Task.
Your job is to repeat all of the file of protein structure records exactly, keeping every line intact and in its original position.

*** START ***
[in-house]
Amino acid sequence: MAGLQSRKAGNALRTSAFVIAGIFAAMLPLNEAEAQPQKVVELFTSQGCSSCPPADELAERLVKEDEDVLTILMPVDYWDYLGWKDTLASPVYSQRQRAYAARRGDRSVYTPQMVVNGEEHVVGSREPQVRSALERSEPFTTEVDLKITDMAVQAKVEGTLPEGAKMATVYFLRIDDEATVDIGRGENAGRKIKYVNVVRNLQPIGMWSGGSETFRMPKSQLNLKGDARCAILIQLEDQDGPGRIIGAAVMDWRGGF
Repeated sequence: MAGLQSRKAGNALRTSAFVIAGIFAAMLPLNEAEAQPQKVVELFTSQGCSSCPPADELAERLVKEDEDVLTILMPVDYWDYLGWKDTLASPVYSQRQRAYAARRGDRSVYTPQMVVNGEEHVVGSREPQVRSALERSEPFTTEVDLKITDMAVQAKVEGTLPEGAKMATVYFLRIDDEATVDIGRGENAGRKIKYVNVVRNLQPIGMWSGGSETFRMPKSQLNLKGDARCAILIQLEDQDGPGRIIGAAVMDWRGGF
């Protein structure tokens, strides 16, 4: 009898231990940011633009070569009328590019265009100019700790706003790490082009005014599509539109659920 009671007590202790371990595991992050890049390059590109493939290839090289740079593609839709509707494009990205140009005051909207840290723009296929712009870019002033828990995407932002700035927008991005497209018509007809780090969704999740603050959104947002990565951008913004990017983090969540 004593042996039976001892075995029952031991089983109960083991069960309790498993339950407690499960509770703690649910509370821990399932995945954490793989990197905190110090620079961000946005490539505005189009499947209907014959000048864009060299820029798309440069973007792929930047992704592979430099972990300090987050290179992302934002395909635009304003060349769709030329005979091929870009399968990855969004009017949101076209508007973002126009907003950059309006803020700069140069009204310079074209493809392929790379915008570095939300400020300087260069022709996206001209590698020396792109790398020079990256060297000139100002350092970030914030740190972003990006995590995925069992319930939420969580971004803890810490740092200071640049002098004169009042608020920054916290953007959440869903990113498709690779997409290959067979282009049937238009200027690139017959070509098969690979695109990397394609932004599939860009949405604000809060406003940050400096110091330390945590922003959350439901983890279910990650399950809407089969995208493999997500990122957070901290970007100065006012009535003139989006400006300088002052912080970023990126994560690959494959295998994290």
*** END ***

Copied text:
[in-house]
Amino acid sequence: MAGLQSRKAGNALRTSAFVIAGIFAAMLPLNEAEAQPQKVVELFTSQGCSSCPPADELAERLVKEDEDVLTILMPVDYWDYLGWKDTLASPVYSQRQRAYAARRGDRSVYTPQMVVNGEEHVVGSREPQVRSALERSEPFTTEVDLKITDMAVQAKVEGTLPEGAKMATVYFLRIDDEATVDIGRGENAGRKIKYVNVVRNLQPIGMWSGGSETFRMPKSQLNLKGDARCAILIQLEDQDGPGRIIGAAVMDWRGGF
Repeated sequence: MAGLQSRKAGNALRTSAFVIAGIFAAMLPLNEAEAQPQKVVELFTSQGCSSCPPADELAERLVKEDEDVLTILMPVDYWDYLGWKDTLASPVYSQRQRAYAARRGDRSVYTPQMVVNGEEHVVGSREPQVRSALERSEPFTTEVDLKITDMAVQAKVEGTLPEGAKMATVYFLRIDDEATVDIGRGENAGRKIKYVNVVRNLQPIGMWSGGSETFRMPKSQLNLKGDARCAILIQLEDQDGPGRIIGAAVMDWRGGF
């Protein structure tokens, strides 16, 4: 009898231990940011633009070569009328590019265009100019700790706003790490082009005014599509539109659920 009671007590202790371990595991992050890049390059590109493939290839090289740079593609839709509707494009990205140009005051909207840290723009296929712009870019002033828990995407932002700035927008991005497209018509007809780090969704999740603050959104947002990565951008913004990017983090969540 004593042996039976001892075995029952031991089983109960083991069960309790498993339950407690499960509770703690649910509370821990399932995945954490793989990197905190110090620079961000946005490539505005189009499947209907014959000048864009060299820029798309440069973007792929930047992704592979430099972990300090987050290179992302934002395909635009304003060349769709030329005979091929870009399968990855969004009017949101076209508007973002126009907003950059309006803020700069140069009204310079074209493809392929790379915008570095939300400020300087260069022709996206001209590698020396792109790398020079990256060297000139100002350092970030914030740190972003990006995590995925069992319930939420969580971004803890810490740092200071640049002098004169009042608020920054916290953007959440869903990113498709690779997409290959067979282009049937238009200027690139017959070509098969690979695109990397394609932004599939860009949405604000809060406003940050400096110091330390945590922003959350439901983890279910990650399950809407089969995208493999997500990122957070901290970007100065006012009535003139989006400006300088002052912080970023990126994560690959494959295998994290």